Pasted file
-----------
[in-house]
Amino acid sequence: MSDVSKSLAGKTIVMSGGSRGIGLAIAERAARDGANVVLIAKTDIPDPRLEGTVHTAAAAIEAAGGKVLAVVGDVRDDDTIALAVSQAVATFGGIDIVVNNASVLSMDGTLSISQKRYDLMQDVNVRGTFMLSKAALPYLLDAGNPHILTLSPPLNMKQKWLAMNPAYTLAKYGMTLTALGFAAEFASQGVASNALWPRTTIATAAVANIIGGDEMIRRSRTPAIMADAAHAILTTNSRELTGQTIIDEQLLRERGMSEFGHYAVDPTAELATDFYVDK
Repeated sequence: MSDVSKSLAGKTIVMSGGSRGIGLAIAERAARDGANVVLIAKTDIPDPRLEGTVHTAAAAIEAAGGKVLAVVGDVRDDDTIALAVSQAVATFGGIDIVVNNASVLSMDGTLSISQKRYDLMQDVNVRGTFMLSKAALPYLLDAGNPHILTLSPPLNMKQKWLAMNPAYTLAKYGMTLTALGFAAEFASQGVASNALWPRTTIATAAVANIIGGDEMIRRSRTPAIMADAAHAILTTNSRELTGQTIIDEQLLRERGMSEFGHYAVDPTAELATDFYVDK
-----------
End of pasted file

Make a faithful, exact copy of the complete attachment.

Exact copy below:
[in-house]
Amino acid sequence: MSDVSKSLAGKTIVMSGGSRGIGLAIAERAARDGANVVLIAKTDIPDPRLEGTVHTAAAAIEAAGGKVLAVVGDVRDDDTIALAVSQAVATFGGIDIVVNNASVLSMDGTLSISQKRYDLMQDVNVRGTFMLSKAALPYLLDAGNPHILTLSPPLNMKQKWLAMNPAYTLAKYGMTLTALGFAAEFASQGVASNALWPRTTIATAAVANIIGGDEMIRRSRTPAIMADAAHAILTTNSRELTGQTIIDEQLLRERGMSEFGHYAVDPTAELATDFYVDK
Repeated sequence: MSDVSKSLAGKTIVMSGGSRGIGLAIAERAARDGANVVLIAKTDIPDPRLEGTVHTAAAAIEAAGGKVLAVVGDVRDDDTIALAVSQAVATFGGIDIVVNNASVLSMDGTLSISQKRYDLMQDVNVRGTFMLSKAALPYLLDAGNPHILTLSPPLNMKQKWLAMNPAYTLAKYGMTLTALGFAAEFASQGVASNALWPRTTIATAAVANIIGGDEMIRRSRTPAIMADAAHAILTTNSRELTGQTIIDEQLLRERGMSEFGHYAVDPTAELATDFYVDK